Deploying IP Voice (VoIP) is a big, important project for most organizations, involving a significant investment in new equipment, cost-justified on promises of increased flexibility and lower cost of operations.  But such returns can remain elusive – particular for those who don’t take the time to understand how VoIP works and the ways in which the IT organization, and in particular the networking team, must prepare to ensure acceptable VoIP quality and performance.

The typical story that I’ve heard in dialogues with IT pros goes something like the following.  VoIP technology is brought into the lab for testing and works very well.  A pilot is rolled out and despite a few snafus, is also generally successful.  Production rollout goes ahead, and troubles begin to snowball.  Dropped calls, poor call quality, frustrated users, and many, many hours spent trying to figure out what went wrong.

As it turns out, the old maxim “an ounce of prevention is worth a pound of cure” applies here.  For VoIP, an ounce of prevention in the form of a network readiness assessment can save many pounds of support effort down the road.

First, a quick word on how VoIP works from the network perspective (and why it sometimes doesn’t) will be helpful here. VoIP uses a unique set of network protocols – some for setting up calls, such as SIP or SCCP, and others for the actual call session, such as RTP. VoIP success can be stymied if any of those protocols are not properly transmitted between call initiator, call server, and ultimately call receiver. During a call, VoIP call quality can suffer from three issues related to the network – packet loss, high latency, or high jitter (packet delivery disorder).  All three of those conditions can arise for a number of reasons, but most commonly result from simple network congestion.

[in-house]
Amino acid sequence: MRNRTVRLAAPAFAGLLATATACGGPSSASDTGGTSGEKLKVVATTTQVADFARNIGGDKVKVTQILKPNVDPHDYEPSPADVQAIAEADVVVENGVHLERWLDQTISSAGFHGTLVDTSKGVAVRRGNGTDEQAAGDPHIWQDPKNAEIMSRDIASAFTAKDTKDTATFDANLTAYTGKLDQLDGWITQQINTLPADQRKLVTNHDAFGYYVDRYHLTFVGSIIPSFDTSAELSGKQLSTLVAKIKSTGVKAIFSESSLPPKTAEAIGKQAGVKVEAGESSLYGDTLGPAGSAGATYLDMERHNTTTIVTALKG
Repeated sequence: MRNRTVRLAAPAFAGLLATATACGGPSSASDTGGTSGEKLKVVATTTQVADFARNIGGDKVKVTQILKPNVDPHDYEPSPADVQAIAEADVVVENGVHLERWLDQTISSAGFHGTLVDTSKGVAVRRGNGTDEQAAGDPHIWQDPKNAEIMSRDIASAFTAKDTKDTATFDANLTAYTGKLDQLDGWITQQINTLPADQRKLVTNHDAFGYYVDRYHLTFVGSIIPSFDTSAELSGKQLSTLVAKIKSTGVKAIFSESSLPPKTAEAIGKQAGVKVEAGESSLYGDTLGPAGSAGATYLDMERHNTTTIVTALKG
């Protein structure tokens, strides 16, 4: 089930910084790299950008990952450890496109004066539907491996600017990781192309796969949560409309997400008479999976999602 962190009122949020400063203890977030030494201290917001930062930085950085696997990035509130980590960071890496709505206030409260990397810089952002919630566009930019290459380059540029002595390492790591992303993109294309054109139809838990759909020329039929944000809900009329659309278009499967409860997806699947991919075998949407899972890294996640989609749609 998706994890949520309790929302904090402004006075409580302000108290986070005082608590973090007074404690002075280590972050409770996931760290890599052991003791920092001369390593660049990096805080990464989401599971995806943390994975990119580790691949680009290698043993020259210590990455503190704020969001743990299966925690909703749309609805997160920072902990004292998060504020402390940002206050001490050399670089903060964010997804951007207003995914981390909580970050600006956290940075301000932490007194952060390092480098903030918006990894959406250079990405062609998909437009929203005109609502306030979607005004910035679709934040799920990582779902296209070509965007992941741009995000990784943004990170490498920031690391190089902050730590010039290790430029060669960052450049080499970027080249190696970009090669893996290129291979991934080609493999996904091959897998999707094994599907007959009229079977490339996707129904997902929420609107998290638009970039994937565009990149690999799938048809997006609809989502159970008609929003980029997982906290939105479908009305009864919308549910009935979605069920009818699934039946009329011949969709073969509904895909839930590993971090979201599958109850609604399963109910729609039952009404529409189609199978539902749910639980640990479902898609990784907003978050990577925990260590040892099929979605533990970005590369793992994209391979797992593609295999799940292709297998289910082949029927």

With those thoughts in mind, we can plan our ounce of prevention! Assessing VoIP readiness starts with establishing visibility and taking inventory.  Visibility is key, because before you can make sure your network is ready for VoIP, you first need to understand what is on your network and how your network is working.  Things that you should look for at this stage include:

–       Applications that are most active in the network: Pay particular attention to those that are using large amounts of bandwidth on a sustained basis, such as streaming audio or video, big file transfers, and data backups.

–       Areas of high utilization: Congestion is the enemy of voice quality, so it’s essential to recognize where VoIP might be choked out.  Start with WAN links, where bandwidth is usually already constrained, but don’t forget to assess the LAN as well, which can have congestion issues of its own.

–       Presence of any existing IP-based voice or video traffic: You may have VoIP on your network and not even be aware of it! For instance, Skype and Google Voice are present on many networks – particular those that allow BYOD – and Microsoft Lync is often present as well since it is now a bundled option in MS Office suites as well as MS cloud and web-based offerings. Recognizing these products is important in understanding and planning the user side of the rollout, while also helping to reveal how the network is currently handling VoIP traffic.